While I’d been tracking with great interest the progress of OAuth 2.0, Facebook lit off the powderkeg yesterday by announcing that their entire API was moving to the protocol (as well as to RESTful JSON). As a developer who had been constantly confounded by the relentlessly hostile environment that Facebook seemed to present to developers, yesterday was a sudden and welcome about-face. The acquisition of FriendFeed, it seems, gave Facebook the talent they needed to do it right this time.
But anyway, on to the news! We have just released a gem for OAuth 2.0 to work with the new Facebook API. You can get it right now:
gem install oauth2
We wanted to get this into the hands of developers ASAP so for now the functionality is pretty much limited to the “web server” type of authentication (the protocol includes many different strategies, all of which will be implemented on the gem over time) and has been tested to work with Facebook’s new API.
So how do you use it? Here is an example Sinatra application containing all of the code necessary to authenticate and then perform requests against the Facebook API.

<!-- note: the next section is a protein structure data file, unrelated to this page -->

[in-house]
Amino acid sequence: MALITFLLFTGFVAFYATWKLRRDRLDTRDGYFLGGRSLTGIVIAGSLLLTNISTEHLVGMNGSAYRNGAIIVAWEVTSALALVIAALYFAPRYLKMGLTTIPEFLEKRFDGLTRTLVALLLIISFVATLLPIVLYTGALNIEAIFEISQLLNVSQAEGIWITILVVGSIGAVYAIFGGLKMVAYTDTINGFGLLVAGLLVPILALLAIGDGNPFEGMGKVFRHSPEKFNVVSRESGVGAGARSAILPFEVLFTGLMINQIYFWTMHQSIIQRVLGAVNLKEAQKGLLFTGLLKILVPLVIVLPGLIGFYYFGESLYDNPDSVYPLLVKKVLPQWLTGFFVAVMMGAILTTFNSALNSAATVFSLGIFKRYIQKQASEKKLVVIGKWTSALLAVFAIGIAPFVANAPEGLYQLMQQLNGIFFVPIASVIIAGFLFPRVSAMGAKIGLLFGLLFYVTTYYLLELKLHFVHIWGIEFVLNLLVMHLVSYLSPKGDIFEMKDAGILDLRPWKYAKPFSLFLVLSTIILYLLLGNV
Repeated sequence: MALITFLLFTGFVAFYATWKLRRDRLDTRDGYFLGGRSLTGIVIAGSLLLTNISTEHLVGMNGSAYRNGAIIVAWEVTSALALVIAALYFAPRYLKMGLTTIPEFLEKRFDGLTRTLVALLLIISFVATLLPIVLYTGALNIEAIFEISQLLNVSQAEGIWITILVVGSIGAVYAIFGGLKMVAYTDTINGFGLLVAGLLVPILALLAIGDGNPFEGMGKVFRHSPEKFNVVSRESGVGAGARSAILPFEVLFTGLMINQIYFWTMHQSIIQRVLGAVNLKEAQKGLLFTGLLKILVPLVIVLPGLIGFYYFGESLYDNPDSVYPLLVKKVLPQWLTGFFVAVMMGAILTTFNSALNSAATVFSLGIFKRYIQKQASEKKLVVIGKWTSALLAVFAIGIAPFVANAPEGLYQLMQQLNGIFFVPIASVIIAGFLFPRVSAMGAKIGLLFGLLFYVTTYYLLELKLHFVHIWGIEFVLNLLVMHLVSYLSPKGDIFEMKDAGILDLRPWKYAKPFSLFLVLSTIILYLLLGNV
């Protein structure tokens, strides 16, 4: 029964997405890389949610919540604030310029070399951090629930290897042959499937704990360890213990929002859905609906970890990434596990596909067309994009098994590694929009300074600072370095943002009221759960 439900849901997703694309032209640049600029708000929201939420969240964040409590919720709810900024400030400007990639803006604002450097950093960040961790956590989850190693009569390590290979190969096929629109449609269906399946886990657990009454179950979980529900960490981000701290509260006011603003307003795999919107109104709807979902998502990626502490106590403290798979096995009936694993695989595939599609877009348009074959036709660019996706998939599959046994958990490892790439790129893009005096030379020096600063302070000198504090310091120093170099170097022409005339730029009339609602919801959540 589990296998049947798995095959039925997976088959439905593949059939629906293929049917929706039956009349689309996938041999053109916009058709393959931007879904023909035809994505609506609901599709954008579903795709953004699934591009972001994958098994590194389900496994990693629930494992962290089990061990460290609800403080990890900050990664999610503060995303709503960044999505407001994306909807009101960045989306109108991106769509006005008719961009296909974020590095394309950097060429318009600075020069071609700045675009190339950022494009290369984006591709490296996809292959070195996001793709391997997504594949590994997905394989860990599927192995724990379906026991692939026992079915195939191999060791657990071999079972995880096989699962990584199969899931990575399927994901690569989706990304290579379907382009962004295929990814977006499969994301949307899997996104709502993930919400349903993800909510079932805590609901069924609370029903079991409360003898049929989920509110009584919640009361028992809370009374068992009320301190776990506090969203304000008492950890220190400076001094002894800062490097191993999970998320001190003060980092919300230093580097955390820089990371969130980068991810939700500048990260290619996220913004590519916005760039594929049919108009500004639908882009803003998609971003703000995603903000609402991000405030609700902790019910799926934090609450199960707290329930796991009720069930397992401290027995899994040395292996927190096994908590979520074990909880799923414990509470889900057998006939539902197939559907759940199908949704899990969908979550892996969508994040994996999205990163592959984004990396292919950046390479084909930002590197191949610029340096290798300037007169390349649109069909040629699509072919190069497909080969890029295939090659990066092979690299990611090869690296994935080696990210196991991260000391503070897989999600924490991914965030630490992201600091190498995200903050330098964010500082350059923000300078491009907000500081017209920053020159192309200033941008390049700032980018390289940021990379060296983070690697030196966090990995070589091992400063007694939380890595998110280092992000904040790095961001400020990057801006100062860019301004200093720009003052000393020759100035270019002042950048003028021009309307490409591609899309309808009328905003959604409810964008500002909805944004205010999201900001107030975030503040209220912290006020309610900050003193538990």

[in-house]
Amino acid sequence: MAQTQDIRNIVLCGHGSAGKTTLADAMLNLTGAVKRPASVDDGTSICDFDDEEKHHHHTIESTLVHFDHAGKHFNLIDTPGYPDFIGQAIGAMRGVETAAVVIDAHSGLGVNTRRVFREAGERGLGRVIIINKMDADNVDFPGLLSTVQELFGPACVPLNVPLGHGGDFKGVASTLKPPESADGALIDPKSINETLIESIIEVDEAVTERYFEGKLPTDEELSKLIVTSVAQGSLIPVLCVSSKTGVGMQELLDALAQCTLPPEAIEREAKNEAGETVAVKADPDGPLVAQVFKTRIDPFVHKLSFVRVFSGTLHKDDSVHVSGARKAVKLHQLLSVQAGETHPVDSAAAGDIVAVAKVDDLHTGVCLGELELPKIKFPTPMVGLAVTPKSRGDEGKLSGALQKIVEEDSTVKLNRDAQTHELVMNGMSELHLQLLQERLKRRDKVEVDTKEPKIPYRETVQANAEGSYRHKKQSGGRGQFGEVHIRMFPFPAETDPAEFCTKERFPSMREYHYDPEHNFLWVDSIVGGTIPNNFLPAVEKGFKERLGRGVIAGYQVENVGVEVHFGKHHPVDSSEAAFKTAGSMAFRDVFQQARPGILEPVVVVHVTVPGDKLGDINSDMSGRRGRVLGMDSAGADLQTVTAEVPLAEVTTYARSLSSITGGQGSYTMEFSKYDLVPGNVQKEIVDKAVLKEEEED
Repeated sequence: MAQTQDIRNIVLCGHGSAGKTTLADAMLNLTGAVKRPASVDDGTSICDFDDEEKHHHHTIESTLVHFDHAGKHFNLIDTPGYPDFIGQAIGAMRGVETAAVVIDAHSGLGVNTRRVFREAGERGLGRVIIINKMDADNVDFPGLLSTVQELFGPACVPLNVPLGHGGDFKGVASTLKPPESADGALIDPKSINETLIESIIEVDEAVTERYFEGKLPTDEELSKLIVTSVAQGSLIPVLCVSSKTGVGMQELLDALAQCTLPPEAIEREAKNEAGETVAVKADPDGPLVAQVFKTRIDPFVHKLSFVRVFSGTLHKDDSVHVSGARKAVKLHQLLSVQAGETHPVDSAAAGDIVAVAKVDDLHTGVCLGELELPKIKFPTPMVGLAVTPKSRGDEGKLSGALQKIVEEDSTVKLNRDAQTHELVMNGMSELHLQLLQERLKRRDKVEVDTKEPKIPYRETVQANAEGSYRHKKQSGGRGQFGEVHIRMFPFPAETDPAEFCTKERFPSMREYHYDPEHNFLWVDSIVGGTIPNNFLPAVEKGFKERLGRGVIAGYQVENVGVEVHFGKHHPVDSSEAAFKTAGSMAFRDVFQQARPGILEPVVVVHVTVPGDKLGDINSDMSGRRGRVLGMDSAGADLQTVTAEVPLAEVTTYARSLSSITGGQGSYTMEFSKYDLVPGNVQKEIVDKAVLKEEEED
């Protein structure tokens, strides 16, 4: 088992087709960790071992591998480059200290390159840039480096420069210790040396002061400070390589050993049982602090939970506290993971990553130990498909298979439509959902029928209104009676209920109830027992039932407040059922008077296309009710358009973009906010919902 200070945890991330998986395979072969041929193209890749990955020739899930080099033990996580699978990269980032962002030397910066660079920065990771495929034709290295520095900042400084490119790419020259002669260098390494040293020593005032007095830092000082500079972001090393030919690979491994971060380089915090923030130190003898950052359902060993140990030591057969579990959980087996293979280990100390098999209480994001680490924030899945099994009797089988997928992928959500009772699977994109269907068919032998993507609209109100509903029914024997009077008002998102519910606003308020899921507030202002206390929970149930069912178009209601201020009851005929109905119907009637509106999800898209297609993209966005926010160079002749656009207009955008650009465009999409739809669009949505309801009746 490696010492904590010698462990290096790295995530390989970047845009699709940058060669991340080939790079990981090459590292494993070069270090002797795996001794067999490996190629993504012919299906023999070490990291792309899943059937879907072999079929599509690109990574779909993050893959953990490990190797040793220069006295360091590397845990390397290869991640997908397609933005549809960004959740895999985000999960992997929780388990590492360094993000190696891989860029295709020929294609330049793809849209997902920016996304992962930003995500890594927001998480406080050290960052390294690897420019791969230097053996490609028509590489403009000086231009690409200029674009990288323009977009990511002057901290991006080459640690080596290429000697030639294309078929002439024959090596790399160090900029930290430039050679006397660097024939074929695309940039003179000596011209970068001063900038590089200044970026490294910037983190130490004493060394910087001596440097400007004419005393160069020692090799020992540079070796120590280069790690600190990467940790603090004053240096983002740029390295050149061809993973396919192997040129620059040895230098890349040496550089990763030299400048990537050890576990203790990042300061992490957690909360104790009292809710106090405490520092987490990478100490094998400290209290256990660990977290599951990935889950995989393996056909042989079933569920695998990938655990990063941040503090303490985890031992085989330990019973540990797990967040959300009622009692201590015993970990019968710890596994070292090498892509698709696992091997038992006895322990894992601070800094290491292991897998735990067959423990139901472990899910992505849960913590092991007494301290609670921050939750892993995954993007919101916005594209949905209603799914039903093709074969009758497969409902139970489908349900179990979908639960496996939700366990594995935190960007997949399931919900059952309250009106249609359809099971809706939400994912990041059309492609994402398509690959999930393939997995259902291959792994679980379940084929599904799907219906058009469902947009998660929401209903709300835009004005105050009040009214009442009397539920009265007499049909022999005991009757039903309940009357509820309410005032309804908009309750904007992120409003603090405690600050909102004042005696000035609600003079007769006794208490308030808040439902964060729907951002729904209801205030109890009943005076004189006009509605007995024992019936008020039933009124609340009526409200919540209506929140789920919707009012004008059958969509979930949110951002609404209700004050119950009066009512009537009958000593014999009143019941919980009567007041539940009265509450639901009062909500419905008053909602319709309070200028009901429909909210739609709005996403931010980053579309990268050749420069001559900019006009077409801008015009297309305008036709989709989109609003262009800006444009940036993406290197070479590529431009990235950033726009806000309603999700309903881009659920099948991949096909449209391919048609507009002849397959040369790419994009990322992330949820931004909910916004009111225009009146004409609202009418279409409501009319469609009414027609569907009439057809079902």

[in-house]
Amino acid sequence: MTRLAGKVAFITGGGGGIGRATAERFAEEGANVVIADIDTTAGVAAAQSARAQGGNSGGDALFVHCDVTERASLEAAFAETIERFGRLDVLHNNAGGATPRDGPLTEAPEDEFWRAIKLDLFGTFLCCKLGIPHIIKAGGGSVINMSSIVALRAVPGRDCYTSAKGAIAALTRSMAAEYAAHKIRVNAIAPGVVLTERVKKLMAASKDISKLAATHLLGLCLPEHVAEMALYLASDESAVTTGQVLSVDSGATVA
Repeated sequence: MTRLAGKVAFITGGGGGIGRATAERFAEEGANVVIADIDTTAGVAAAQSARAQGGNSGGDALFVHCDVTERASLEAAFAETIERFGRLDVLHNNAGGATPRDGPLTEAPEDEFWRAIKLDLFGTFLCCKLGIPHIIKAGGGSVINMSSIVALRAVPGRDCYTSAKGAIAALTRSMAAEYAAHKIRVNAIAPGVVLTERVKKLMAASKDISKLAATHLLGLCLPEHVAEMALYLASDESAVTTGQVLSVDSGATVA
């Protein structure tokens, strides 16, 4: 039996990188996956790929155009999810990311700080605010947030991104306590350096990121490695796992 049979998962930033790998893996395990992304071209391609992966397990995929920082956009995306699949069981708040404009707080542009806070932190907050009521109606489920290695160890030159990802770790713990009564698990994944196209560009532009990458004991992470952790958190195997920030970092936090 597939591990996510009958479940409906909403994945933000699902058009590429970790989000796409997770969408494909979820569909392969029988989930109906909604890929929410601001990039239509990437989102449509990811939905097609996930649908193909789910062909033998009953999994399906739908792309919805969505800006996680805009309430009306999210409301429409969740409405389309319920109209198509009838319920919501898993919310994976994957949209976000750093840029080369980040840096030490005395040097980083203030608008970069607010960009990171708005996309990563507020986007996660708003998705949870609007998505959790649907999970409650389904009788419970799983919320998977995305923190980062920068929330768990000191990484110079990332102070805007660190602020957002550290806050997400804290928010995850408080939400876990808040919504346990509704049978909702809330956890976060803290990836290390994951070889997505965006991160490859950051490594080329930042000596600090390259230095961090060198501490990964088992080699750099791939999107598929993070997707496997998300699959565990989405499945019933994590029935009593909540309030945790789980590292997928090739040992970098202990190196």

require 'rubygems' require 'sinatra' require 'oauth2' require 'json' def client OAuth2::Client.new('api_key', 'api_secret', :site => 'https://graph.facebook.com') end get '/auth/facebook' do redirect client.web_server.authorize_url( :redirect_uri => redirect_uri, :scope => 'email,offline_access' ) end get '/auth/facebook/callback' do access_token = client.web_server.get_access_token(params[:code], :redirect_uri => redirect_uri) user = JSON.parse(access_token.get('/me')) user.inspect end def redirect_uri uri = URI.parse(request.url) uri.path = '/auth/facebook/callback' uri.query = nil uri.to_s end
So now you’re ready to get started with the new Facebook API! This is still an early release, but I’ll be working on it a lot in the coming months, partially as preparation for my talk at RailsConf in which I’ll be delving into the OAuth 2.0 specification and what it means for Rails developers in-depth. The code is, of course, available on GitHub where you can report any problems you run into. Enjoy!
Update: Those who aren’t terribly familiar with the protocol may wonder why OAuth 2.0 isn’t just rolled into support of the OAuth gem (or why I didn’t fork it and do it that way). Honestly, I would have liked to, but OAuth 2.0 is an almost entirely different beast than 1.0a and they share so little functionality that it would basically be two projects living under the same gem name. So that’s why!